Ask The Rabbi

For the week ending 17 March 2007 / 27 Adar I 5767

The Meaning of Prophecy

by Rabbi Yirmiyahu Ullman -
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From: Masha
Dear Rabbi,
I don’t understand the notion of prophecy. How exactly does a person come to speak in the name of G-d?
Dear Masha,

G-d gave mankind the ability to apply intellect to gain information, understanding and knowledge of things not immediately apparent. In the ordinary plane this involves the faculties referred in Judaism as chochma, bina and da’at respectively, which describe a person’s ability to grasp information, process it and then apply it to extrapolate new information. This new information is then processed and extrapolated, thus setting into motion the never-ending dynamic of learning which illuminates the reasoning mind.

There is a parallel to this dynamic in the spiritual plane whereby G-d also gave mankind a venue to perceive the unapparent through spiritual enlightenment. This is called inspiration, of which there are several levels. Hidden inspiration is when the enlightenment is bestowed in a seemingly normal way and perceived as any other spontaneous idea. Many people experience this, for example when we think of someone who then suddenly calls or whom we unexpectedly bump into, or when we get a sudden inkling of the right course of action, often while in the throes of indecision. This differs from Divine inspiration, however, where the enlightenment is not a spontaneous inkling, but rather a clear and true experience where the person is certain that enlightenment has been bestowed upon him.

There are advantages to inspiration over reason. Inspiration can pertain to knowledge accessible by reason and logic, but in a much clearer way. Also, inspiration pertains to knowledge beyond logic and reason, like future events or hidden secrets. For example, there is well known story of a family from London whose son was kidnapped and who the police could not find. In their despair the family flew to Israel to consult the famous Baba Sali who referred them to his son Baba Meir. The rabbi told the family to return in the morning, at which time he presented them with a hand-drawn map of London (which he had never seen), marking the location of the lad. After the boy was found, the Baba Sali explained that the great degree with which his son protected the sanctity of his physical eyesight granted him a tremendous degree of spiritual insight.

There is a third level of Divine inspiration which is even higher than the others called navua, which is translated (not entirely accurately) as “prophecy”. The use of this term in the Torah elucidates its meaning. Avraham is called a navi regarding the curing of Avimelech after taking Sarah: “And now, return the man’s wife, because he is a navi (prophet), and he will pray for you and you will live; but if you do not return her, know that you will surely die” (Gen. 20:7). Aaron is also called a navi: “The Lord said to Moses, See! I have made you a lord over Pharaoh, and Aaron, your brother, will be your navi (prophet)” (Ex. 7:1). Interestingly, neither case seems related to our traditional understanding of prophecy. What then is navua?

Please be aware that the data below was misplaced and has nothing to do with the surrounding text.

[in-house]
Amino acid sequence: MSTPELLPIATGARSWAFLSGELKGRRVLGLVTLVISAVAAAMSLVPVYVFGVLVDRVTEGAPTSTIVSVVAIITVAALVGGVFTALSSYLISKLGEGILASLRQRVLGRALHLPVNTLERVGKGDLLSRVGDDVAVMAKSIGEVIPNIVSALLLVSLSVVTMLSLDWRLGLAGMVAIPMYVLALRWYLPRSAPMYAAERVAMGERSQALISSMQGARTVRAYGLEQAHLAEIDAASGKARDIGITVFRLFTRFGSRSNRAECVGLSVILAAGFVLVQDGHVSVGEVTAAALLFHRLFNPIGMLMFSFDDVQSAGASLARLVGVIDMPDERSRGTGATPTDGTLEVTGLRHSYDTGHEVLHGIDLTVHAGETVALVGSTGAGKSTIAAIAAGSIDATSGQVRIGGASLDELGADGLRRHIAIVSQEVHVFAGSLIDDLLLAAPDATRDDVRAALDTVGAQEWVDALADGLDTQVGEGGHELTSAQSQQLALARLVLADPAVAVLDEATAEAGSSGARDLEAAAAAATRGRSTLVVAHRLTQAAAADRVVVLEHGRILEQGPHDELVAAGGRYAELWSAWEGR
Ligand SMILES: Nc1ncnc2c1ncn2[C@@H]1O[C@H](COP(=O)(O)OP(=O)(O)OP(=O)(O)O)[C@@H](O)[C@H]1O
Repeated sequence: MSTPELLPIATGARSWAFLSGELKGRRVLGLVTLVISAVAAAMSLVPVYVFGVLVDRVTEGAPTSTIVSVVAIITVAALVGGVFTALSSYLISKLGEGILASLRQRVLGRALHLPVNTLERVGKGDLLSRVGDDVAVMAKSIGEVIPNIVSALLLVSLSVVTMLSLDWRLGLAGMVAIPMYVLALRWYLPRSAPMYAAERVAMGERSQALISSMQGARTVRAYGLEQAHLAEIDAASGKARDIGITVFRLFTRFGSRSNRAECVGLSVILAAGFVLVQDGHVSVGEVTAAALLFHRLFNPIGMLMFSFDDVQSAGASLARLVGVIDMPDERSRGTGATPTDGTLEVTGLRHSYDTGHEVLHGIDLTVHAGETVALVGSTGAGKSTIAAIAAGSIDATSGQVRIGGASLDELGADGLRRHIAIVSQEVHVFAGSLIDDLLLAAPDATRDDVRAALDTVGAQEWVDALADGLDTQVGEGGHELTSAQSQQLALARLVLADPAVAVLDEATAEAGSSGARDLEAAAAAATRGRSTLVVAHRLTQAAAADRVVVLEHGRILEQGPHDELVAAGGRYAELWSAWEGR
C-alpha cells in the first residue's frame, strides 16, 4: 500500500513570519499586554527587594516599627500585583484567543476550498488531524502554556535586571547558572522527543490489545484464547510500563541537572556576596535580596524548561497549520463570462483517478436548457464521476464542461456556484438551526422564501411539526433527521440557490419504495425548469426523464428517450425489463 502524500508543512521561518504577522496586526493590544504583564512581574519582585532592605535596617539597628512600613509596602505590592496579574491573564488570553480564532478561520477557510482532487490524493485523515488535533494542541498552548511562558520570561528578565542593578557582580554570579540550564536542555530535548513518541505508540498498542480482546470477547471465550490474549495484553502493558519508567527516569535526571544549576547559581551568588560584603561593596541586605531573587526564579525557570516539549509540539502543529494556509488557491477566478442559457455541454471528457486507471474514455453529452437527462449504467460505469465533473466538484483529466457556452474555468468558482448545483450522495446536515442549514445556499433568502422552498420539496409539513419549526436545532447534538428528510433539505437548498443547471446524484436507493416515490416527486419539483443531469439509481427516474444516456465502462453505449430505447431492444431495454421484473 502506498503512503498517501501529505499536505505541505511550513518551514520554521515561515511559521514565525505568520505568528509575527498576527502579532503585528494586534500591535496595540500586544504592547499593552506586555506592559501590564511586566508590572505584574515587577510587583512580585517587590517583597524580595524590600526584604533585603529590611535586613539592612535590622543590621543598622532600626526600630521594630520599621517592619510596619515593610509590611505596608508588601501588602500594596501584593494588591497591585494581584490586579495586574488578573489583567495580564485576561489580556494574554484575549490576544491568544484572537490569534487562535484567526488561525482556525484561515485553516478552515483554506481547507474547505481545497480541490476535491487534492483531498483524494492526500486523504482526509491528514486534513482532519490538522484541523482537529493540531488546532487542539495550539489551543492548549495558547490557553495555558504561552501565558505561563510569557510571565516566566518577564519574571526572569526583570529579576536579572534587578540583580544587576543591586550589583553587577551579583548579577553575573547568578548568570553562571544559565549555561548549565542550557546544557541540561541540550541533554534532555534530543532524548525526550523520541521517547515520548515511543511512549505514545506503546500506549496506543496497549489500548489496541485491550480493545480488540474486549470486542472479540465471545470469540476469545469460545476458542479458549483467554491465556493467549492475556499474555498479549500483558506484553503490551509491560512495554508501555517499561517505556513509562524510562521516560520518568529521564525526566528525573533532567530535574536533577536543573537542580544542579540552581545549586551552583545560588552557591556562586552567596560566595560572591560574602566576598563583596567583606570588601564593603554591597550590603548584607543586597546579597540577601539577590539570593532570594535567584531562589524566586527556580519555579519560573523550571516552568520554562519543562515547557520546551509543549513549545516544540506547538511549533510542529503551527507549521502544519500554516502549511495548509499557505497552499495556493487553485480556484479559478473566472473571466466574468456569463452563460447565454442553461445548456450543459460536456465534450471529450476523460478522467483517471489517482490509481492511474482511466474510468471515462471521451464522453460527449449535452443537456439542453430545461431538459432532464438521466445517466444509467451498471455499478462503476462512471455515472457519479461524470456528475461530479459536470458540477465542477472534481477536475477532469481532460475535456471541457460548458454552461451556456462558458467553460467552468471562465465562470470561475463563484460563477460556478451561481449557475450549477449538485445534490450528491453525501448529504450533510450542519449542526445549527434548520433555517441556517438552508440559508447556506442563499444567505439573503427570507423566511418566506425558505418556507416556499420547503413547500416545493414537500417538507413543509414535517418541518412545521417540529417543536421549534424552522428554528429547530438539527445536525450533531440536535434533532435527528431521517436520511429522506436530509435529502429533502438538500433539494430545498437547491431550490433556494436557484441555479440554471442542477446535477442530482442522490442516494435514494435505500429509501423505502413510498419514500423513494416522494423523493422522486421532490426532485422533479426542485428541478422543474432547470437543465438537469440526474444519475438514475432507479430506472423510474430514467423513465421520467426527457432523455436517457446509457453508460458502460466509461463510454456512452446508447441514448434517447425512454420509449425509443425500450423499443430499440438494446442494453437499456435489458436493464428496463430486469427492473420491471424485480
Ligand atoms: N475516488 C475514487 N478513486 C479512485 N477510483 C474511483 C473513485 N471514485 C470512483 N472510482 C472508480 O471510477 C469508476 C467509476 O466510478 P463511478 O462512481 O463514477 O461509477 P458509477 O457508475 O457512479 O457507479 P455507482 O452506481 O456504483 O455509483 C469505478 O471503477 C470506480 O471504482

There are four nuances of navua that give us a composite picture of what prophecy means in the Torah. 1] Navi is related to niv, which indicates speech as in the verse, “He created the fruit (niv) of the lips” (Is. 57:19). In this context, a navi is a spokesman. 2] Another nuance of navua is from bo, meaning come. This expresses the idea that the navi enables the word of G-d to come forth. 3] It is also related to nava, which means flow. Here Divine influence flows forth from the prophet as from a spring or fountain. 4] Last, navi is connected to navuv, meaning hollow. This implies the process of emptying oneself of ego, becoming channel or conduit for Divine inspiration. Accordingly, Avraham and Aaron are each referred to as navi because they spoke of, brought forth, caused to flow and channeled Divine energy to achieve a goal. In Avraham’s case it brought forth a cure; regarding Aaron, it refers to his initiating the first of the plagues. Prophesizing the future, then, is only one limited manifestation or expression of navua.

There are many methods of inducing prophetic influence mentioned in our sources which include: intense Torah study and prayer; meditations involving mantras, visualizations and postures; invoking the names of angels or various names of G-d; and the use of music to induce the prophetic state. Women were also prophets. Sarah was described by G-d as having a higher level of prophecy than Avraham. The Judge Deborah was consulted by all of Israel because of her insight, and it was through her leadership that the Jewish nation prevailed over, and gained freedom from, their enemy. In Temple times, a prophetess named Chulda sat at the southern gates of the Temple Mount prophesying to and inspiring the Jewish pilgrims as they went up to the Temple. It was in her honor that this entrance to the House of G-d was called the Chulda Gate.

Additional Note:

For an even more informative and in-depth discussion on Inspiration and Prophecy you are invited to listen to a lecture on the topic by Rabbi Ullman at

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